Does baling wire rust?

Baling wire is made of steel, which can rust when exposed to air and moisture. Depending on the type of baling wire, rust can be postponed or happen fairly quickly.

Let’s look at the types of baling wire available, and how rust-resistant they are.

Does galvanized wire rust?

Galvanized wire can rust eventually after the protective coating wears off. It lasts much longer than other types of wire, though. Galvanized baling wire is coated with zinc during the galvanization process, which makes it more resistant to rust, even in wet and humid conditions. The zinc coating acts as a barrier between the steel wire and moisture in the environment, providing corrosion protection.

Even though galvanized bale wire has good rust resistance, it can eventually wear down over time, especially in highly corrosive environments. The zinc coating will start to corrode before the actual steel underneath, thus protecting the steel itself for some time. However, once the zinc layer is fully worn away, the steel itself will begin to rust.

Our galvanized wire manufacturing process is done to the highest quality standards to ensure maximum strength and longevity.

Class 3 galvanization

Here at Baling Wire Direct, we offer Class 3 galvanization, which offers significantly higher corrosion resistance than the standard Class 1 galvanization. Here are some of the differences between the two classes:

  • Class 1 galvanization. Our Class 1 galvanized steel wire offers a basic zinc coating that uses 0.28 ounces of zinc per square foot. Class 1 galvanized wire is more cost-effective, but will typically rust after anywhere from 2–11 years, depending on the environment. In coastal areas, Class 1 coating fails even sooner due to saltwater corrosion.
  • Class 3 galvanization. With 0.80 ounces of zinc per square foot, this premium galvanization is nearly 3 times thicker than Class 1. The robust coating is more resistant to corrosion, providing a lifespan of 13-30 years. Class 3 galvanization is the ideal choice for extreme environmental conditions.

Our galvanizing process

Here is how we carry out our hot-dip galvanizing process:

  1. Surface preparation: first, the wire is cleaned to remove any impurities from the surface of the metal. This is important for ensuring proper adhesion of the zinc coating.
  2. Pickling: the wire is then immersed in an acid solution to remove any remaining oxides and scale. This process prepares the surface for galvanizing by creating a clean substrate.
  3. Fluxing: the wire is then immersed in a flux solution (zinc ammonium chloride), which helps to prevent oxidation and promotes a uniform application of the zinc coating.
  4. Galvanizing bath: next, the wire is dipped into a bath of molten zinc at a temperature of around 450°C (850°F).
  5. Alloy formation: while immersed in the molten zinc, a metallurgical reaction occurs between the iron in the wire and the zinc, resulting in the formation of a series of zinc-iron alloy layers. These provide excellent adhesion properties and corrosion resistance.
  6. Withdrawal: the wire is then slowly withdrawn from the zinc bath. The rate at which the withdrawal takes place is controlled to allow excess zinc to drain off and ensure the final product has an even coating.
  7. Quenching: the coated wire is then quenched in water or a quenching solution to cool it rapidly. This process solidifies the zinc coating and completes the galvanizing process.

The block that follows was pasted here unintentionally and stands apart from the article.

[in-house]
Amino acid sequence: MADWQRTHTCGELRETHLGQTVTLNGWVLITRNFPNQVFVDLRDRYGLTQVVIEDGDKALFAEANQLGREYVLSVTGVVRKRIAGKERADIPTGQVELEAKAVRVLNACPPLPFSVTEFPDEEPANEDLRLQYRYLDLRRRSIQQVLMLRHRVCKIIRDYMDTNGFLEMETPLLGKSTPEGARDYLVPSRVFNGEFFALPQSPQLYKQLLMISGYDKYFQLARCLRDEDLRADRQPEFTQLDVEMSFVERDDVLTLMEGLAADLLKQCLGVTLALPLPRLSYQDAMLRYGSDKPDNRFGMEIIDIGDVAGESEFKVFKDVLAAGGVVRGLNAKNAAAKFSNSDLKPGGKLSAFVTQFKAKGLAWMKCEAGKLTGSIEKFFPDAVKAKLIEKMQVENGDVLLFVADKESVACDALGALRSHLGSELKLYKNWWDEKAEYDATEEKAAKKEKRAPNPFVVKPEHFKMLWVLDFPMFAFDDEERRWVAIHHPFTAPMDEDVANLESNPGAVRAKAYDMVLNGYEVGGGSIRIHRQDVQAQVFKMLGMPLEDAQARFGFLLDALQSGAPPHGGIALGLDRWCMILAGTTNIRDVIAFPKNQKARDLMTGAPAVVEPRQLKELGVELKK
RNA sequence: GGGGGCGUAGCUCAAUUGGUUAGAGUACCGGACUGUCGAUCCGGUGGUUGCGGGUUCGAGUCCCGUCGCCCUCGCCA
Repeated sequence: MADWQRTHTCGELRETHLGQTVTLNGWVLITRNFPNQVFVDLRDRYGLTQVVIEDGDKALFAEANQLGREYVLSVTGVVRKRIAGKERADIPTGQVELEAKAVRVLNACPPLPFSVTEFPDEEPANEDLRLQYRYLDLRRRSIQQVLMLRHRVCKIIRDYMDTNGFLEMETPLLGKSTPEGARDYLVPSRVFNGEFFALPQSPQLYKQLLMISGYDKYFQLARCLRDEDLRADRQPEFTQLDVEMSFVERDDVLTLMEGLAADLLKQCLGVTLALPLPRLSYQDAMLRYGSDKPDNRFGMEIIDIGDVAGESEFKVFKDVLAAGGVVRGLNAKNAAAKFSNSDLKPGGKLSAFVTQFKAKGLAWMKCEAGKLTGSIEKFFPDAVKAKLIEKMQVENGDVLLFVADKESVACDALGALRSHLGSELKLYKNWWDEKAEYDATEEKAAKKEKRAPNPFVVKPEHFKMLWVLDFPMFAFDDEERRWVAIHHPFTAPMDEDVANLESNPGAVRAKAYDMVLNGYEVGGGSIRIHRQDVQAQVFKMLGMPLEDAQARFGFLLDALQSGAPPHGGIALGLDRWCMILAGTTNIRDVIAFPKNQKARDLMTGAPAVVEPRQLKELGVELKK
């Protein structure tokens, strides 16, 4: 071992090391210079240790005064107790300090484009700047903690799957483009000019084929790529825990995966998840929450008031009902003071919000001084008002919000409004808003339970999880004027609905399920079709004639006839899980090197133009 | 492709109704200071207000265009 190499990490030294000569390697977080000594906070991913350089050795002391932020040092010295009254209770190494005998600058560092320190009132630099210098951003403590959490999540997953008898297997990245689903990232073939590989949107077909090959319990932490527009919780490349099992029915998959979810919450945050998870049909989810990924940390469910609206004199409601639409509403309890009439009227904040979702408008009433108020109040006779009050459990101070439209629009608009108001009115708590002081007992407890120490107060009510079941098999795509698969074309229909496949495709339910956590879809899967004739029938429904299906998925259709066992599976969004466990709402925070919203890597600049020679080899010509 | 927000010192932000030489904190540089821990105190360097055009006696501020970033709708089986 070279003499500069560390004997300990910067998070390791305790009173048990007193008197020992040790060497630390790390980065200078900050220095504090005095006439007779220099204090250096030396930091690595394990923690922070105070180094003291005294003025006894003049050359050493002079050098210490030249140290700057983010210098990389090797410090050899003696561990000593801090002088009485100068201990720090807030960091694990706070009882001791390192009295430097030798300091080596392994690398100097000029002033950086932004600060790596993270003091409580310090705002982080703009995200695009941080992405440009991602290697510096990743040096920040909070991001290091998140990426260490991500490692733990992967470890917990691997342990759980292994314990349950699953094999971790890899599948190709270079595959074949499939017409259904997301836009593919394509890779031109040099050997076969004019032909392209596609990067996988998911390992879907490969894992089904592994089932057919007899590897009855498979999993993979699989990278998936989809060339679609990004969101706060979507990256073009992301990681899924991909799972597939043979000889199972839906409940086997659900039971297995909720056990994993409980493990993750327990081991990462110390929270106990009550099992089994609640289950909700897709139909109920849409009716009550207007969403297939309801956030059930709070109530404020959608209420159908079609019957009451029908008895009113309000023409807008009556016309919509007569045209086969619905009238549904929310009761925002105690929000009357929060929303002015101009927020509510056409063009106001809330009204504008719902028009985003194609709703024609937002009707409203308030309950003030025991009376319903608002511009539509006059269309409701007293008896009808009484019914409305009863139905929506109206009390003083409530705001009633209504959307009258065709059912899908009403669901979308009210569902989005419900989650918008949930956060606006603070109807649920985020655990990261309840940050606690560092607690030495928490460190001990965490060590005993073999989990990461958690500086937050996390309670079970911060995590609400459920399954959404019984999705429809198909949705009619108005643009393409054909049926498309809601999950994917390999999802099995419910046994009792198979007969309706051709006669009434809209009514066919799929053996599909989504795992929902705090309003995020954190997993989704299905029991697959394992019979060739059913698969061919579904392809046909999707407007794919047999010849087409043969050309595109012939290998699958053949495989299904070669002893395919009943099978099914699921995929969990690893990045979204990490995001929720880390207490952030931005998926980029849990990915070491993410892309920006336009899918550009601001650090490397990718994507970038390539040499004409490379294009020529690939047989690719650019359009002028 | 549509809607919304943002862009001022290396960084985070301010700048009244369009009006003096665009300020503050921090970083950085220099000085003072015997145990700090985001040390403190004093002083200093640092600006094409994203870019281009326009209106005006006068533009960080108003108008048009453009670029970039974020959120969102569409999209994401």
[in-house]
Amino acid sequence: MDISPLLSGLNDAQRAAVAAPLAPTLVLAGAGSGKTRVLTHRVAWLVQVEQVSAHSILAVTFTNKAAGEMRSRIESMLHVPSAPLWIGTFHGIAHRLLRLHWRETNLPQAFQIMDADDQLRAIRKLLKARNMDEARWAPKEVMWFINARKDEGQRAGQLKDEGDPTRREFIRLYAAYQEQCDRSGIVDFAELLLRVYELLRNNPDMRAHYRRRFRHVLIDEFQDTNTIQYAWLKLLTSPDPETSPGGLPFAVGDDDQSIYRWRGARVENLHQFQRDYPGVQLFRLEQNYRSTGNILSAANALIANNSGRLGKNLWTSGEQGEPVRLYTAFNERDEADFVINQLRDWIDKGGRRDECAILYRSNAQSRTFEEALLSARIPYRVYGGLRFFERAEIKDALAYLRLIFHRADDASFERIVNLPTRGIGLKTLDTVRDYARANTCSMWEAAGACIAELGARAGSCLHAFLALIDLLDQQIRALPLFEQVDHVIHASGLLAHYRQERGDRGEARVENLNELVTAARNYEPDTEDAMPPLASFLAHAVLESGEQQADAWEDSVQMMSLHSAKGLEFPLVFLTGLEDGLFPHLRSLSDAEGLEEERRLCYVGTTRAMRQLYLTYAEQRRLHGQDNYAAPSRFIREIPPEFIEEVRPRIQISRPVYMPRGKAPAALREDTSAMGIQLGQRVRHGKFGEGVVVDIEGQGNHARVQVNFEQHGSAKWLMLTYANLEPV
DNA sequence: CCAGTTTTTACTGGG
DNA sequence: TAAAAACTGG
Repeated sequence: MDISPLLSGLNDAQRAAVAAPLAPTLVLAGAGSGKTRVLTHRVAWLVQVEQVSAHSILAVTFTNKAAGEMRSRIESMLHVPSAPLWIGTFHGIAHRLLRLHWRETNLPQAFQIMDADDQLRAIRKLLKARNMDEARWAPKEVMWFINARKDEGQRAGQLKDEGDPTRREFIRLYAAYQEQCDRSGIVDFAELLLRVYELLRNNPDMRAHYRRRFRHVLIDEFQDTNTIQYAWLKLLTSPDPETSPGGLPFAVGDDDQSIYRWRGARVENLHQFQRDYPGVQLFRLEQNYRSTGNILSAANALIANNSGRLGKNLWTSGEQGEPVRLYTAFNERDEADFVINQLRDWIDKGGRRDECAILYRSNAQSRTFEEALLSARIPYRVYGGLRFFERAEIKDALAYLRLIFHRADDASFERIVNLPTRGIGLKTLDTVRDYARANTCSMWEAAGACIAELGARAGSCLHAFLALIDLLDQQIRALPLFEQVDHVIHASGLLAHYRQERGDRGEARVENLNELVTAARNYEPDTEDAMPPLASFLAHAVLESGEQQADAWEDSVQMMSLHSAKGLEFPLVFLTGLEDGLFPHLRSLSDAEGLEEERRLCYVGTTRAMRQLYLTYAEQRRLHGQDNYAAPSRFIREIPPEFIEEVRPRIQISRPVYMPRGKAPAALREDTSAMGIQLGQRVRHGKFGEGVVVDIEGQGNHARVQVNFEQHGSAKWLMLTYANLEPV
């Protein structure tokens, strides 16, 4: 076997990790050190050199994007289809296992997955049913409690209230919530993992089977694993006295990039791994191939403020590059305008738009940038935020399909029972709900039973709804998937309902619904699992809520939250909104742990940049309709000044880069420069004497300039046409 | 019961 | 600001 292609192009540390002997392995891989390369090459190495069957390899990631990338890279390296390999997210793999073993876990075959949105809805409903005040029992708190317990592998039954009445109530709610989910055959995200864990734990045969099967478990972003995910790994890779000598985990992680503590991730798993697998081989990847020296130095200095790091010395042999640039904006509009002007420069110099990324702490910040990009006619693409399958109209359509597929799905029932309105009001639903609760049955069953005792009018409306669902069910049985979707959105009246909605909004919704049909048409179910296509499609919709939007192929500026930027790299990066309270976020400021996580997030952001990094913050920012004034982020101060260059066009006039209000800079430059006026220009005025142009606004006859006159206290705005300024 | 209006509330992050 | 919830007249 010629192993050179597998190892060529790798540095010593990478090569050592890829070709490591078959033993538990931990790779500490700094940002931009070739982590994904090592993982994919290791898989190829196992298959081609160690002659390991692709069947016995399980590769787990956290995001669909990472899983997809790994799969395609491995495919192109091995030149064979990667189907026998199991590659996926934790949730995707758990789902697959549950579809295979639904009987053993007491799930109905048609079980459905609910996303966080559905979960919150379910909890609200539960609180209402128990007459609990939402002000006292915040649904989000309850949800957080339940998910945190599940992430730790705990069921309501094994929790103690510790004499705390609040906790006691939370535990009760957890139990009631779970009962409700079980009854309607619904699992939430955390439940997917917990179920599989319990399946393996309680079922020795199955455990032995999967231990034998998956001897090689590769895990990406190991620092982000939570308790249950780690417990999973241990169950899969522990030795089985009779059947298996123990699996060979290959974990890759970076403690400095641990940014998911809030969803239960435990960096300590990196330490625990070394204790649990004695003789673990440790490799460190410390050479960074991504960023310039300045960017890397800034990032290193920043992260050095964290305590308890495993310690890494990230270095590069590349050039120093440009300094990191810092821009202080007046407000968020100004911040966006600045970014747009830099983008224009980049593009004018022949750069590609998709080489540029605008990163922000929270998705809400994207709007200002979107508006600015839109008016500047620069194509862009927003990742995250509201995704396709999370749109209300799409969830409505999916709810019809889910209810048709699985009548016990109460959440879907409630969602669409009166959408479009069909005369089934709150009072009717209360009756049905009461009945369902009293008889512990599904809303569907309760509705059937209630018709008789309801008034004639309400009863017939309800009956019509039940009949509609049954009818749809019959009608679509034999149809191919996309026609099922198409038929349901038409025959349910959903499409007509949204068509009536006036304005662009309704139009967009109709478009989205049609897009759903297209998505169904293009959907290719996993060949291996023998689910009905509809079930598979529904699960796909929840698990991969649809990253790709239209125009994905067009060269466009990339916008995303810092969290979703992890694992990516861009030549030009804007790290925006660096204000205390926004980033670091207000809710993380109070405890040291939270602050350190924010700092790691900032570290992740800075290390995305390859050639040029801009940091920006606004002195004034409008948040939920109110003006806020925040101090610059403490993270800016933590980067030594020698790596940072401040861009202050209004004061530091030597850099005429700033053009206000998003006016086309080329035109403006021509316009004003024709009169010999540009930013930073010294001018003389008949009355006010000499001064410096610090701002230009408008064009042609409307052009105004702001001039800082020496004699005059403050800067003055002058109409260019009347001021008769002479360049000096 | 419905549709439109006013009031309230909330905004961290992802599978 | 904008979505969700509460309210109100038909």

This multifaceted process creates a durable and corrosion-resistant coating that protects against the elements.

Our galvanized wire is available in stems and also as bale ties

Does annealed wire rust?

Annealed wire rusts much more readily than galvanized wire. Our black annealed wire is a high-quality baling wire used to bind a wide range of recyclable materials, from cardboard to plastics to foam. 

The annealing process involves heating and cooling the wire under specific parameters to make it much more flexible while retaining tensile strength. 

Because it does not resist rust, we recommend annealed wire for indoor applications. For exterior or wet conditions, use our galvanized or high tensile wire.

Our black annealed baling wire is designed for single-ram auto-tie horizontal balers and has excellent ductility for ease of use. We sell it by the box (black annealed box wire) and also by the stem (black annealed stem wire). 

Does cardboard baling wire rust?

The cardboard recycling industry uses a variety of baling wire finish types to bind OCC into bales. Rust resistance varies greatly based on the type of wire. Here are the types of wire we offer for cardboard recycling.

  1. Bright finish. Our double loop bale ties are available in a bright finish, meaning that the raw steel is unprotected from the elements. While the bright finish looks attractive, it is not recommended for environmental conditions that involve moisture.
  2. Galvanized finish. We sell galvanized stem wire and galvanized single loop bale ties for use in vertical baling machines. The galvanized finish resists rust, and our optional Class 3 galvanization increases corrosion protection even further.
  3. Black annealed finish. We sell black annealed wire by the box and the stem, as well as black annealed single loop bale ties for auto-tie balers. Our black annealed wire has a small amount of corrosion resistance but is not recommended for applications in which bundles are exposed to moisture.

Baling wire products we offer

Baling Wire Direct sells the following high-quality baling wire products.

Baling Wire FAQ

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